Vincent de Paul and Louise de Marillac
This night your very life is being demanded of you. If you take it very seriously, does the prospect make you squirm? In truth none of us knows what the next hours hold. Tomorrow is not promised. If your life was demanded of you tonight and you stood before the Almighty where would your confidence lie? Are you running the mental tally sheet, was I mostly good or mostly greedy? I have good intentions so…
“Trust in Jesus” is always a good answer in church, but it’s Jesus’ own words that form the core of tonight’s collect, “to see and to serve Christ by feeding the hungry, welcoming the stranger, clothing the naked, and caring for the sick” Jesus told us that in all these things, whatever we did to the least of these we did to him, and whatever we did not do to the least of these we refused to do to him.
It’s worth considering, “Am I seeing and serving Christ in the ways he told me I would?”
The pair of saints we commemorate today answered that call in very direct ways, Vincent de Paul roused the lax clergy of his day by leading retreats for them, encouraging them to live up to the call they had been given. And, he devoted himself especially to the direct care of the poor, sick, and disadvantaged. Louise met him a short while later and after being widowed took the vows of religion and set up a women’s order to fill the deep need of direct care to the poor.
This was all happening in the early 17th century, while religious pilgrims were just thinking of coming to these shores. France had been rocked by violent upheaval as the Reformation tore through the region. Care for the poor and sick was nothing like professionalized hospitals and social programs of today. Safety nets were practically unheard of. Life and death were at stake in painfully vivid ways that we’d struggle to comprehend today.
Stepping into that void was a risky venture that required so much more than giving to charity. That work involved the literal, physical work of feeding, spooning a hungry person food welcoming inside, under this roof, with me, clothing, dressing a person in clothes that would prevent frostbite, and caring providing for the real bodily needs of people sick with all manner of illness in a time when germ theory was hardly a speck on the horizon. It meant putting one’s actual body in proximity to another human body and doing real, tangible work, and that’s how Christ said we’d meet him.
Today, Vincentians and the many other orders that trace their lineage to St. Vincent de Paul prize the home-visit, the direct work with people where tangible needs and relationship are all bound together.
Vincent and Louise dedicated themselves wholly to that work, that’s a good way to take Jesus very seriously. Where does that leave us though? How do we work out our salvation with fear and trembling? I would suggest just that, that it be with fear and trembling. I think we should take Jesus seriously and fear the consequences when he tells us that what we’ve done to the least of these, we’ve done to him, and that what we haven’t done to them, we’ve refused to do for him. I think we should tremble when we find ourselves making plans to ensure our comfort and let those plans crowd out a more open-handed life lived towards God.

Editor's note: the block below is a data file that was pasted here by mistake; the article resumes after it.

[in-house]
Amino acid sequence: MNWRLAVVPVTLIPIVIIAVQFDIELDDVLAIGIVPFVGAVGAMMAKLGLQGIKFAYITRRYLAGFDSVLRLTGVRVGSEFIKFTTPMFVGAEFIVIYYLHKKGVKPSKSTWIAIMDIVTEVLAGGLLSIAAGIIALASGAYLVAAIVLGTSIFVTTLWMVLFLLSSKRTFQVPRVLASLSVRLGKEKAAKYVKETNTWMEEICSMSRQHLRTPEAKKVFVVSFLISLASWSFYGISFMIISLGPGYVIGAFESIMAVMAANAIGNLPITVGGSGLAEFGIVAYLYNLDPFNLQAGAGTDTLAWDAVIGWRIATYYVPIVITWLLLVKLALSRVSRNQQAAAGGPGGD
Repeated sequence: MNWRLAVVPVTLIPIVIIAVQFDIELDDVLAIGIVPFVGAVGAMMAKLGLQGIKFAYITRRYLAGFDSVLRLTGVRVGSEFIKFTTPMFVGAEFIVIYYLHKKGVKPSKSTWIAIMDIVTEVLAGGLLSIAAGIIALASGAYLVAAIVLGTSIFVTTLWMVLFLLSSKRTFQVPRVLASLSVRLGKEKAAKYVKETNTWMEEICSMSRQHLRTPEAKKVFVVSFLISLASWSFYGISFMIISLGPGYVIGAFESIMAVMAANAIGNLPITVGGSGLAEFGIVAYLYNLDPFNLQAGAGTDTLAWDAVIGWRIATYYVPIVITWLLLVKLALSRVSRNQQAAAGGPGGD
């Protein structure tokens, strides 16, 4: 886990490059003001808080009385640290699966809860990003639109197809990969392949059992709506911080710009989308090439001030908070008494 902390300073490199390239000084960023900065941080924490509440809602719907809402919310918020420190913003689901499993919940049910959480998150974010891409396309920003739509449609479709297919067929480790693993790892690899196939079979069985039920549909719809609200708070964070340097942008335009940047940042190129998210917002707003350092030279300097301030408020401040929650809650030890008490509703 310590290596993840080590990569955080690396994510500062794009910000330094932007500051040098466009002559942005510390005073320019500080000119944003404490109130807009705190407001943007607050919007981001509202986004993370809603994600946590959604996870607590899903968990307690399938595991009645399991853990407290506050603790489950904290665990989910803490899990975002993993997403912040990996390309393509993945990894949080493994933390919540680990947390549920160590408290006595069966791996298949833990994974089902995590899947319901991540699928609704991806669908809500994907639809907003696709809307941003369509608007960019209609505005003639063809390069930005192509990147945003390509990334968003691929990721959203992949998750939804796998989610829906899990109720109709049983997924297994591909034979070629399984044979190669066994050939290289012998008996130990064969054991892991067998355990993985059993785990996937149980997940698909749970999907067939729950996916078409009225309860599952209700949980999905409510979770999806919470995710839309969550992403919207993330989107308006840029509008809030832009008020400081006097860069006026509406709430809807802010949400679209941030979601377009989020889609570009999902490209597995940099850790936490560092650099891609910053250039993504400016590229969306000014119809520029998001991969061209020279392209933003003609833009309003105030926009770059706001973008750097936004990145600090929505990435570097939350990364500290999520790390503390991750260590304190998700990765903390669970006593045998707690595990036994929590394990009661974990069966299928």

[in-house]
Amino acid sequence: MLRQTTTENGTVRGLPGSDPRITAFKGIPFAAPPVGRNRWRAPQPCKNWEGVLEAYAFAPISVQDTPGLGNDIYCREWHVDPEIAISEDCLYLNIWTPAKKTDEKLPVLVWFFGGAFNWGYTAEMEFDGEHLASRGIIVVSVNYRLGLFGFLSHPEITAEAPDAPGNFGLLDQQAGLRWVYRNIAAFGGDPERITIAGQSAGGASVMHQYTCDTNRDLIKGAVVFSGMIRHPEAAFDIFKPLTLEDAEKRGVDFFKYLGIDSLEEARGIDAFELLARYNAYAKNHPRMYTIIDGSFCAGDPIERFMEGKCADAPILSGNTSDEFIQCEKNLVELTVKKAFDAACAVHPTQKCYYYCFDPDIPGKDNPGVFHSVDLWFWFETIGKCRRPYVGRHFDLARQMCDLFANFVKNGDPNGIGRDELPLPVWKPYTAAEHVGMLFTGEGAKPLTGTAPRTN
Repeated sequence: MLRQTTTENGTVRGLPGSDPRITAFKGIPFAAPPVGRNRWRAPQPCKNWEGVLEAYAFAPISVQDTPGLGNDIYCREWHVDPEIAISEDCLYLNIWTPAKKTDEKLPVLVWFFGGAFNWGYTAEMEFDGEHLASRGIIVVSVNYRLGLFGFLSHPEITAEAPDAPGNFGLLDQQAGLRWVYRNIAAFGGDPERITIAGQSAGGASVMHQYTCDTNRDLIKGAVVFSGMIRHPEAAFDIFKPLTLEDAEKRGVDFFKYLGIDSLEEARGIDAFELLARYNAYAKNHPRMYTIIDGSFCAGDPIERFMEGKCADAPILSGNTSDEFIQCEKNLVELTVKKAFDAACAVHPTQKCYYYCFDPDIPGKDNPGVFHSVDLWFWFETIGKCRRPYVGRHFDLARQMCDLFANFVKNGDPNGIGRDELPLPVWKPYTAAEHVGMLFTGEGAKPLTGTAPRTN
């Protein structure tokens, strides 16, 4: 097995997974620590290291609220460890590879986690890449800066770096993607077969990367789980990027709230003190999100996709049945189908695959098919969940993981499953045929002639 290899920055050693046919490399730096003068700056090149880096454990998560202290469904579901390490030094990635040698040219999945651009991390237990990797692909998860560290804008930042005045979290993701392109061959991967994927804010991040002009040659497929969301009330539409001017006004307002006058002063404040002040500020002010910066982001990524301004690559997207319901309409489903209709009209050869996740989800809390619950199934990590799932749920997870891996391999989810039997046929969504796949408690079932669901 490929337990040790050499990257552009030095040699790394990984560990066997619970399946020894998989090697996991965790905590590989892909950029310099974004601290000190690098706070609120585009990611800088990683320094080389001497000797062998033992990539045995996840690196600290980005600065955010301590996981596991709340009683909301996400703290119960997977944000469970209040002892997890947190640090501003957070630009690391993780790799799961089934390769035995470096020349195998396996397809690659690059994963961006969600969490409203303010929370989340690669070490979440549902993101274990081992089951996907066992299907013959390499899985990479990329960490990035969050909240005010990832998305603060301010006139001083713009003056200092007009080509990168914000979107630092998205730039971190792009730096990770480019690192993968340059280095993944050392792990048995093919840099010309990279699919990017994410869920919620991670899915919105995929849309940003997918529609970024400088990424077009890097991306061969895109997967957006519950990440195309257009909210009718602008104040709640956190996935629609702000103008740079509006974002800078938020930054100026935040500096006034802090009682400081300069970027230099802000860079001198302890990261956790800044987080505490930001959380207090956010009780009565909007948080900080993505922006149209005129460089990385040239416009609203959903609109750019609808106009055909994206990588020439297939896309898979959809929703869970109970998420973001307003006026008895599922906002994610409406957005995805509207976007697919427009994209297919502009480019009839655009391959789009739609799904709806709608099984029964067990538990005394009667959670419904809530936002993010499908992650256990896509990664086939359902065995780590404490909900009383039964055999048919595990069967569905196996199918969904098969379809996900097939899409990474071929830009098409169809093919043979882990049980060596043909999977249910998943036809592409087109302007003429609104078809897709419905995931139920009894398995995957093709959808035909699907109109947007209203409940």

And it’s with fear and trembling that I say I don’t think it’s the same to just write a check to a good cause. It’s not unworthy, but it’s not the same as doing the work. I don’t think it’s the same to say, “I’ll pray for you.” It’s not unworthy, but it’s not that same as tangibly meeting a need, person to person. We come away changed when we actually encounter people in the flesh; when our bodies do work that our minds and our hearts can only imagine. We become whole in a way that we weren’t before.
God sent prophets to reveal his love. God sent manna to sustain his people. And then, God came in the person of Jesus to live and die as one of us, to reconcile us to himself. If it could have been done from a distance, God would have done it. But God did it by coming to us, in the flesh to mediate our healing, our redemption, our restoration. God met us in the work of mercy through Jesus and we will meet Jesus in works of mercy.
I imagine you’ve already encountered this before, the opportunity to meet someone in need in a personal, physical way. To work in a soup kitchen, to volunteer at a center for inner-city kids, to bring medical aid to impoverished places. Jesus said we’d always have the poor with us, and maybe it’s because we’ll always need them in order to meet Jesus again, face to face. Let your fear and trembling meet the strength and courage and comes from “God working in you, enabling you both to will and to work for his good pleasure.” It’s not a penance to be paid, it is to see your salvation in the face of those whom Jesus would have you serve.
Perhaps you live in that world all the time, caring and giving of yourself and you’re exhausted. In that case, perhaps rest is in order. Rest, to recollect and remember that it is Jesus you are serving it is your salvation at hand.
Perhaps it’s been a while since you were actually in the trenches. Could Jesus be inviting you to see him again, face to face, in a way that makes you tremble? The promise is to see your salvation!
Draw near, beloved. Draw near and receive the body that was given for you. Become that body broken for the world and prepare to meet Jesus again! Amen.
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